Wednesday 9th October 2019

Rolling out new technology within your organization isn’t just as simple as plugging it in. Just like you would introduce any new process or policy into the workplace, understanding the core value and impact that new technology will bring to your business is vital; once this has been established, your team can begin to evaluate the other factors at play. Implementing new business software can be quite challenging, on many different levels. Business leaders must consider the impact new technology is going to have on their workforce, and how it truly will aid in optimizing the workspace more.

Depending on how large the project is, they may have to create project teams, timeframes, design new processes, factor in new integrations, and ultimately find a way to ensure everything runs smoothly.

Here are a few best practices which will help you along your tech adaptation and implementation journey:

Fad or requirement?

Firstly, you need to determine if your organization requires this technology, or is it just an exciting fad that many are getting swept up in? Talk to employees and decide if there is a place for this new tech, and whether its functions may help improve existing ways of working, or replace outdated ones altogether. Perhaps you feel the new technology in question could be both useful now and in the future, and a testing period is needed to decipher your usage.

Include employees from the very beginning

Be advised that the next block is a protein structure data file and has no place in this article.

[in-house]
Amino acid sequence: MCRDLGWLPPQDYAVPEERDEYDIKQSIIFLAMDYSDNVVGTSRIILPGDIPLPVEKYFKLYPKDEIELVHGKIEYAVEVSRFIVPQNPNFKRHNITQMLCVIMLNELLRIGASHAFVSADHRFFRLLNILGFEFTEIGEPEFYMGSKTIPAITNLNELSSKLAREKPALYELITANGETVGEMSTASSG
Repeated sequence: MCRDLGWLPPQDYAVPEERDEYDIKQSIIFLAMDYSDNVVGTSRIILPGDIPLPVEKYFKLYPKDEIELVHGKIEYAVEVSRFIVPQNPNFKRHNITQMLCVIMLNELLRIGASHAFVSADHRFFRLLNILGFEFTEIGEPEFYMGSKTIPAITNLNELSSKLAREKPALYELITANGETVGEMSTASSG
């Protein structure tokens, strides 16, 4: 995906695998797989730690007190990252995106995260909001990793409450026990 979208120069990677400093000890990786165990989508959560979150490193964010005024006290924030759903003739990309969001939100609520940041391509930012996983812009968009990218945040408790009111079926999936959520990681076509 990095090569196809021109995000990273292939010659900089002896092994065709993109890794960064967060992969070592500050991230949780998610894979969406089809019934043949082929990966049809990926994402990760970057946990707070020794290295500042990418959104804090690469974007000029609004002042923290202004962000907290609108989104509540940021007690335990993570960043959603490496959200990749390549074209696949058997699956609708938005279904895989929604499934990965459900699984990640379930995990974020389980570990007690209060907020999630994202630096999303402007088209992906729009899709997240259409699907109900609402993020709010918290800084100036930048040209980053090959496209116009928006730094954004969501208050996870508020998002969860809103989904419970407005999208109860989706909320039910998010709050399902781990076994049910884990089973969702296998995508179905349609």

The best way to ensure adoption of the solution is to have input from the very beginning. Include end-users in defining the overall need, as well as evaluating the best solutions. Don’t forget to empower the workforce to make suggestions and offer feedback at every step of the journey.

Think about function

What duties will your voice assistant perform? Within our business, Alexa assists by booking meeting rooms and desk spaces using our own booking system. We also gave our voice assistant a ‘mini job description’ to help keep things clear.

Determine the location

Where will your new technology be physically located in the workspace? This may be determined by the type of technology that you’re using, and the functions it is expected to undertake. 

Implementing new tech

Consider which department will be responsible for both the installation of new tech, and the ongoing upkeep and management of its systems. Don’t automatically assume the IT team are responsible for all technology! 

Communication and roll out

Change can magnify fear, and it’s known that many of us have vague worries about AI and robots taking over the day-to-day functions of the workplace, therefore putting the average office worker out of a job. These concerns must be dealt with, and communication is key. 

Don’t underestimate the power of marketing

A good internal promotional campaign can go a long way. Make sure extensive training is available. Consider using multiple platforms and avenues to share tips, tricks, and training. Train ‘super users’ who can act as first-line support for the rest of the workforce.

Be present and accessible

Ensure you have key stakeholders and advocates spread throughout departments and locations that can drive the adoption of this new technology. Host a launch event that gets everyone together talking about the impending change in a positive, fun environment.

User adoption

After the new technology is adequately implemented and introduced, user adoption rates, along with any commentary from team members, should be noted. 

So what new technology are you looking to introduce and implement in your business?

Guide: Returning to the office after COVID-19.

Return to Office Guide Back to the new normal.

This free guide discusses five return to work essentials:

  • Deploying a workspace scheduling system
  • Managing capacity and density of the workplace
  • Effective workspace sanitization
  • Workspace choice and flexibility
  • Tracing contacts of employees.
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